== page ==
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Dear all,

Our next seminar will be What's in your musical DNA? given by Antony Pitts of the Royal Academy of Music.

The seminar will take place in room 105 in the Electronic Engineering Department, Queen Mary University of London, Mile End Road, London E1 4NS. Directions of how to get to Queen Mary are available at http://www.elec.qmul.ac.uk/research/seminars/ as are details of future seminars. The room is under access control, so people from outside QM will need to contact C4DM to get in - the lab phone number is +44 (0)20 7882 5528 and if I'm not available, anyone else in the lab should be able to help. If you are coming from outside Queen Mary's, please let me know, so I can make sure no-one's stuck outside the doors...

All are welcome to attend. For those unable to attend a video recording of the seminar should be available on the above website after a few days.

If you wish to be added to / removed from our mailing list, please send me an email and I'll be happy to do so.


Wednesday's seminar (25 Mar 4pm):

Title:
What's in your musical DNA?

Speaker:
Antony Pitts

Abstract:
Making a multi-dimensional index of music,  musicians,  and music-making linked to online and offline resources,  and using it to display and navigate a timeline of musical history,  the life-cycle of any piece of music from any genre or period,  and the musical profiles of individuals and organizations.  

Bio:
Antony Pitts sang as a boy in the Chapel Royal,  Hampton Court Palace,  and then in a rock group. Since gaining First-Class Honours in Music at New College,  Oxford in 1990 he has forged parallel careers as composer,  director,  producer,  and teacher. His own music has been premiered in London's Wigmore Hall and Westminster Cathedral,  Amsterdam's Concertgebouw,  and the Philharmonie Kammermusiksaal in Berlin,  and recorded for Hyperion,  Naxos,  and Harmonia Mundi; his 40-part motet XL and The Naxos Book of Carols are published by Faber Music. He founded and directs the ensemble TONUS PEREGRINUS with a repertoire ranging from the earliest mediaeval polyphony to Tears for Fears's Mad World; their debut CD hit the top of the classical charts and won a Cannes Classical Award. He was a BBC Senior Producer,  working at Radio 3 from 1992 to 2005; he received the Radio Academy BT Award for a live interactive internet experiment in 1995,  devised an 18-hour history of Western music for the turn of the Millennium,  and was awarded the Prix Italia in 2004. Since 1999 he has taught at the Royal Academy of Music in London where he is currently Senior Lecturer in Creative Technology; his long-standing research interest in the nature of musical,  historical,  and aesthetic time forms the basis for the musicDNA project. http://www.cd.tp/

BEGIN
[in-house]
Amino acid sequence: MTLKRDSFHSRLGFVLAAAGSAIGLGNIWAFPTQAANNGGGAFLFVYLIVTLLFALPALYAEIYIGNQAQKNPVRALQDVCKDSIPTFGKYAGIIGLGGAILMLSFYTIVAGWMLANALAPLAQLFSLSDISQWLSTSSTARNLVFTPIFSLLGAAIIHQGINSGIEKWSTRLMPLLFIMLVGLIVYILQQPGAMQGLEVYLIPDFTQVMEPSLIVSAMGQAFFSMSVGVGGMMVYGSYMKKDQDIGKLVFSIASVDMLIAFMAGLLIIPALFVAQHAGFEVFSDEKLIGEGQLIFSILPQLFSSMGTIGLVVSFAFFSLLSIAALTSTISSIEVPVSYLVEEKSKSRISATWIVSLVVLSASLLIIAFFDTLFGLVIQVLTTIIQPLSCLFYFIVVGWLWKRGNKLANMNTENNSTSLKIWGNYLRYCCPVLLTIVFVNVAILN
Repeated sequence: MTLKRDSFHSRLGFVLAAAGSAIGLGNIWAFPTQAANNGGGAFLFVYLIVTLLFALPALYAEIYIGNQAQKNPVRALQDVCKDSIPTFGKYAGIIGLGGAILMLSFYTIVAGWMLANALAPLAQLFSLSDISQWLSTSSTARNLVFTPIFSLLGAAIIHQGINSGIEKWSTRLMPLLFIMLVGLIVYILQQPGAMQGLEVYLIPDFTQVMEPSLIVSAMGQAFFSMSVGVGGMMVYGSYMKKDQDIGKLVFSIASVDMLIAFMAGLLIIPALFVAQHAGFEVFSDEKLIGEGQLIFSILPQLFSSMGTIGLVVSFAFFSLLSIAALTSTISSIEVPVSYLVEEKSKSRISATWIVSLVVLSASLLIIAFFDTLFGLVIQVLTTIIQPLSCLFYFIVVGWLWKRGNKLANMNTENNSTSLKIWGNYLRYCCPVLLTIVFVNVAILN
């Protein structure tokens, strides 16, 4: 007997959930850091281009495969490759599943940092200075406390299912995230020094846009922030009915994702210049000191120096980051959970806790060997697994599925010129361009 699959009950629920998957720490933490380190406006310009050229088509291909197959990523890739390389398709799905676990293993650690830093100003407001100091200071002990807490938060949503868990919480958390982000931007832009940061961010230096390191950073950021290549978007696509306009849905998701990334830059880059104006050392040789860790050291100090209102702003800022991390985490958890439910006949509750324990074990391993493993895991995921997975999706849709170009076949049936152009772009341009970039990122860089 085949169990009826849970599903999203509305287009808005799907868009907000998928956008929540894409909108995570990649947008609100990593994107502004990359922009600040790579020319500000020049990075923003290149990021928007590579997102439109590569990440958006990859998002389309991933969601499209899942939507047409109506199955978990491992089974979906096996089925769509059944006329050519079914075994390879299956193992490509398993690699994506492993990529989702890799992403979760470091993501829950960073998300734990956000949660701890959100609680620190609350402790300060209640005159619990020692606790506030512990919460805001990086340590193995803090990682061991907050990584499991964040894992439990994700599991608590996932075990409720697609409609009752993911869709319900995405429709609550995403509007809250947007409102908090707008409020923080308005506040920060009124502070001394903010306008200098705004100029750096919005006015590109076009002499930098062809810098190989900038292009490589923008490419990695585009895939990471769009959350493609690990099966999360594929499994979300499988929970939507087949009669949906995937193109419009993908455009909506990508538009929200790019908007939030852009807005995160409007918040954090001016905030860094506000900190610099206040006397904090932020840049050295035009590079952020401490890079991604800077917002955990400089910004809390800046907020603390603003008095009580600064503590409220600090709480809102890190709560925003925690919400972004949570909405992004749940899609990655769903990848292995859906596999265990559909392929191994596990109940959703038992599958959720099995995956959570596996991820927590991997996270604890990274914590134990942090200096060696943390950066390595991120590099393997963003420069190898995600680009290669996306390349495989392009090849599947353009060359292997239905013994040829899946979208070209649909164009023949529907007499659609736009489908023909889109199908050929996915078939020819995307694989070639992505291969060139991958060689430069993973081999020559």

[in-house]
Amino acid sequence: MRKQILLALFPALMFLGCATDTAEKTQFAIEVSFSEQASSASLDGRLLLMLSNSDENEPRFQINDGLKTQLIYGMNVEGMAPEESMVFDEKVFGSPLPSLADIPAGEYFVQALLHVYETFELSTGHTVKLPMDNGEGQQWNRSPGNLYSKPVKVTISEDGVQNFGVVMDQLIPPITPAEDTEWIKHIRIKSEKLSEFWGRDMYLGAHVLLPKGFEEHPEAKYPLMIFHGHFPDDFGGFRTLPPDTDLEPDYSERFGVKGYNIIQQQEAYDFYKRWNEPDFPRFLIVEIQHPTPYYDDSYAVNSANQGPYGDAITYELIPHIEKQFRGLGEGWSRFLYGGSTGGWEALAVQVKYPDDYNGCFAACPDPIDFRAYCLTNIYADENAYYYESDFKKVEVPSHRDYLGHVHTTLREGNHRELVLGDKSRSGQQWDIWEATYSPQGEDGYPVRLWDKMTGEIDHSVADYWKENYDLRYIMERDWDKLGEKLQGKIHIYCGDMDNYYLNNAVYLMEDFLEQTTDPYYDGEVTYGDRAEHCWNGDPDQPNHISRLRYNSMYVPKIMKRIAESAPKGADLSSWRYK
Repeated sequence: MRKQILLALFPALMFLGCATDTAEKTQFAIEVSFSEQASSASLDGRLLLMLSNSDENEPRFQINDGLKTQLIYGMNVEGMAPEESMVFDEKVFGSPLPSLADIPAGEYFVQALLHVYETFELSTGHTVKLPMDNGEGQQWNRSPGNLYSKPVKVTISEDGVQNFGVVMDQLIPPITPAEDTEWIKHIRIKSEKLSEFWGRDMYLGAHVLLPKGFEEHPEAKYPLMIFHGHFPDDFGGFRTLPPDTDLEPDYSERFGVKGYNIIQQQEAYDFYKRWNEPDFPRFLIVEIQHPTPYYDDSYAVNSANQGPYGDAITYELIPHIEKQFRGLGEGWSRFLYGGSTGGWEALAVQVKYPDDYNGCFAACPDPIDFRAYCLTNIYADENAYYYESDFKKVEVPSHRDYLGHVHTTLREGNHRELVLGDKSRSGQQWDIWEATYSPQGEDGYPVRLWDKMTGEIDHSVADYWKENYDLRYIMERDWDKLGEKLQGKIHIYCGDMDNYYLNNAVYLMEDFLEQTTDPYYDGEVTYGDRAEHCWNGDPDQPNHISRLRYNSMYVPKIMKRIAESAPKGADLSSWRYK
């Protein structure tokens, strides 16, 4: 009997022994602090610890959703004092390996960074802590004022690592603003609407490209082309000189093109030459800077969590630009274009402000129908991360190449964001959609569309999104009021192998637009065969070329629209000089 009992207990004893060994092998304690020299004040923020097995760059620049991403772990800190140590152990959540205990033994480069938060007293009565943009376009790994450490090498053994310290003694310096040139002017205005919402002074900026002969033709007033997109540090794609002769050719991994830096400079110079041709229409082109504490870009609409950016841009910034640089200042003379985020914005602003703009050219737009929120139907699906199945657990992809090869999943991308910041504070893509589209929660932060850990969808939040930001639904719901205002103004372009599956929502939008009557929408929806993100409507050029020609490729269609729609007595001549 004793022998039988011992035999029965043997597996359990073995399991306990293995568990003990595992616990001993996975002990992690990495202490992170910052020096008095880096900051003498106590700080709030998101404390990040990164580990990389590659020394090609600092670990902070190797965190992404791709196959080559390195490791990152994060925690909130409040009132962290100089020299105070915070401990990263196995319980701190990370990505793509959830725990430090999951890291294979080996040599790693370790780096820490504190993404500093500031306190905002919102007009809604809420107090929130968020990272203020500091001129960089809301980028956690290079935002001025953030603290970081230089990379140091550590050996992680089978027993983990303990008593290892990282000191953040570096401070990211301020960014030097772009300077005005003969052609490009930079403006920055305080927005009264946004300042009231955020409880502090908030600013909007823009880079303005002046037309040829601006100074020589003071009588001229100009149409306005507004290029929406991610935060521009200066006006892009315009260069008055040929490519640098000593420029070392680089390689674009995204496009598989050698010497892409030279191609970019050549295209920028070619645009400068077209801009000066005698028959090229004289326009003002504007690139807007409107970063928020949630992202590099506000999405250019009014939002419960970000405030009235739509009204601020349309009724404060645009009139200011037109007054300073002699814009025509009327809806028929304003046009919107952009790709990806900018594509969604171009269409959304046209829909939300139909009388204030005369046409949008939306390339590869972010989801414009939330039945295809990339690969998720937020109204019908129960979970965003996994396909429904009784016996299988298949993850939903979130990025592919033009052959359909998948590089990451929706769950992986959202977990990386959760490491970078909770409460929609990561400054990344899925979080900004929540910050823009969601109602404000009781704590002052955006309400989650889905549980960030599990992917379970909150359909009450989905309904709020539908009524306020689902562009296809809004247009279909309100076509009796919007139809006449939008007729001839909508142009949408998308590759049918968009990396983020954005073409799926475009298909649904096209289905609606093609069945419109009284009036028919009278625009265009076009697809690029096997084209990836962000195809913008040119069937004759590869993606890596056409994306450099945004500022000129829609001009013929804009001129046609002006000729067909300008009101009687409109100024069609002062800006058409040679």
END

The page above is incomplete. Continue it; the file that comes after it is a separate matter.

Tim Murray Browne

--
Centre for Digital Music (C4DM)
Electronic Engineering Department
Queen Mary, University of London
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Tel: +44 (0)20 7882 5528
Fax: +44 (0)20 7882 7997

C4DM Web-site : http://www.elec.qmul.ac.uk/digitalmusic/index.html